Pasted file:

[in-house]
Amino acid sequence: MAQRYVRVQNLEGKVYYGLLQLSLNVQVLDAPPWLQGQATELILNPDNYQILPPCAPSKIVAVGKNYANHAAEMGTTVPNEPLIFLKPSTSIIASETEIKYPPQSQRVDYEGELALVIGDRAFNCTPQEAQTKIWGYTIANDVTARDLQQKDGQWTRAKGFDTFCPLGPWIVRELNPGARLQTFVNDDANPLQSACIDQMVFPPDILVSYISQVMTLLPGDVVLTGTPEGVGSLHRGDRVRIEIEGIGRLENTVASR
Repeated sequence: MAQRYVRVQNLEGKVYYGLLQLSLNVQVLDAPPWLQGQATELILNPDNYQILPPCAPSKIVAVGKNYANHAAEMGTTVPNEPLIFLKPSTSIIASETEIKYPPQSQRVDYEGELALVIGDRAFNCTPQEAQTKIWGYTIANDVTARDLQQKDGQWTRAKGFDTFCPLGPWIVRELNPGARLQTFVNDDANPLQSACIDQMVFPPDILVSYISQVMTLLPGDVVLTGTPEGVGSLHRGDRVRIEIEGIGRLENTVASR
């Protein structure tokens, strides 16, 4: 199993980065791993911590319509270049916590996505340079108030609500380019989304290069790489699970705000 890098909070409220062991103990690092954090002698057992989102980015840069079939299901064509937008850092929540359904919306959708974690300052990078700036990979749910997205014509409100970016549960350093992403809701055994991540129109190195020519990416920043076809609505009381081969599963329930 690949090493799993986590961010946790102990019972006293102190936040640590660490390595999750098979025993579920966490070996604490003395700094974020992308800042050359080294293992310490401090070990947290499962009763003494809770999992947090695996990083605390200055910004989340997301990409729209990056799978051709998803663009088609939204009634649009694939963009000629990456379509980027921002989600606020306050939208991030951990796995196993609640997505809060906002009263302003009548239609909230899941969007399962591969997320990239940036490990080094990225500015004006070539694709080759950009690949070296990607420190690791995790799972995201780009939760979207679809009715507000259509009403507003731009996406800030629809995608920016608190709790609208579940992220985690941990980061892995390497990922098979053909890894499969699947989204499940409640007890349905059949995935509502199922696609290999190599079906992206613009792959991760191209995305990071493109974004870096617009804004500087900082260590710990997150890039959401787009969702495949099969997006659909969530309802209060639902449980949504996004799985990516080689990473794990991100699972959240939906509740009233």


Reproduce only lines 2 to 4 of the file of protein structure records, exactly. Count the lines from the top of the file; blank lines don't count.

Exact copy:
Amino acid sequence: MAQRYVRVQNLEGKVYYGLLQLSLNVQVLDAPPWLQGQATELILNPDNYQILPPCAPSKIVAVGKNYANHAAEMGTTVPNEPLIFLKPSTSIIASETEIKYPPQSQRVDYEGELALVIGDRAFNCTPQEAQTKIWGYTIANDVTARDLQQKDGQWTRAKGFDTFCPLGPWIVRELNPGARLQTFVNDDANPLQSACIDQMVFPPDILVSYISQVMTLLPGDVVLTGTPEGVGSLHRGDRVRIEIEGIGRLENTVASR
Repeated sequence: MAQRYVRVQNLEGKVYYGLLQLSLNVQVLDAPPWLQGQATELILNPDNYQILPPCAPSKIVAVGKNYANHAAEMGTTVPNEPLIFLKPSTSIIASETEIKYPPQSQRVDYEGELALVIGDRAFNCTPQEAQTKIWGYTIANDVTARDLQQKDGQWTRAKGFDTFCPLGPWIVRELNPGARLQTFVNDDANPLQSACIDQMVFPPDILVSYISQVMTLLPGDVVLTGTPEGVGSLHRGDRVRIEIEGIGRLENTVASR
């Protein structure tokens, strides 16, 4: 199993980065791993911590319509270049916590996505340079108030609500380019989304290069790489699970705000 890098909070409220062991103990690092954090002698057992989102980015840069079939299901064509937008850092929540359904919306959708974690300052990078700036990979749910997205014509409100970016549960350093992403809701055994991540129109190195020519990416920043076809609505009381081969599963329930 690949090493799993986590961010946790102990019972006293102190936040640590660490390595999750098979025993579920966490070996604490003395700094974020992308800042050359080294293992310490401090070990947290499962009763003494809770999992947090695996990083605390200055910004989340997301990409729209990056799978051709998803663009088609939204009634649009694939963009000629990456379509980027921002989600606020306050939208991030951990796995196993609640997505809060906002009263302003009548239609909230899941969007399962591969997320990239940036490990080094990225500015004006070539694709080759950009690949070296990607420190690791995790799972995201780009939760979207679809009715507000259509009403507003731009996406800030629809995608920016608190709790609208579940992220985690941990980061892995390497990922098979053909890894499969699947989204499940409640007890349905059949995935509502199922696609290999190599079906992206613009792959991760191209995305990071493109974004870096617009804004500087900082260590710990997150890039959401787009969702495949099969997006659909969530309802209060639902449980949504996004799985990516080689990473794990991100699972959240939906509740009233």